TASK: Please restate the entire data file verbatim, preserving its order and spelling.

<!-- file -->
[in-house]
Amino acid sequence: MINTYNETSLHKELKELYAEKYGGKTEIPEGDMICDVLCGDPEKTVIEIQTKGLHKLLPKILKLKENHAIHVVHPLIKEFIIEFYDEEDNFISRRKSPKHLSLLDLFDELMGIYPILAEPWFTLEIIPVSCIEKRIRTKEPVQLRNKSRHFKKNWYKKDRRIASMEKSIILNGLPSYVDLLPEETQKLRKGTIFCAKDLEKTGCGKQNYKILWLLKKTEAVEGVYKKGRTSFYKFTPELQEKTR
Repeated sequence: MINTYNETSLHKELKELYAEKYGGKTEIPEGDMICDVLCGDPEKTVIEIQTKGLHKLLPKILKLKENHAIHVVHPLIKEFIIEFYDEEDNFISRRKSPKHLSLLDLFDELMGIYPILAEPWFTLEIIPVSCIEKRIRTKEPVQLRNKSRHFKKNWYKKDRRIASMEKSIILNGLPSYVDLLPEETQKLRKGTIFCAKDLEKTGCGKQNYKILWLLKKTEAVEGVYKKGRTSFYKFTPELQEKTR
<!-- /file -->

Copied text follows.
[in-house]
Amino acid sequence: MINTYNETSLHKELKELYAEKYGGKTEIPEGDMICDVLCGDPEKTVIEIQTKGLHKLLPKILKLKENHAIHVVHPLIKEFIIEFYDEEDNFISRRKSPKHLSLLDLFDELMGIYPILAEPWFTLEIIPVSCIEKRIRTKEPVQLRNKSRHFKKNWYKKDRRIASMEKSIILNGLPSYVDLLPEETQKLRKGTIFCAKDLEKTGCGKQNYKILWLLKKTEAVEGVYKKGRTSFYKFTPELQEKTR
Repeated sequence: MINTYNETSLHKELKELYAEKYGGKTEIPEGDMICDVLCGDPEKTVIEIQTKGLHKLLPKILKLKENHAIHVVHPLIKEFIIEFYDEEDNFISRRKSPKHLSLLDLFDELMGIYPILAEPWFTLEIIPVSCIEKRIRTKEPVQLRNKSRHFKKNWYKKDRRIASMEKSIILNGLPSYVDLLPEETQKLRKGTIFCAKDLEKTGCGKQNYKILWLLKKTEAVEGVYKKGRTSFYKFTPELQEKTR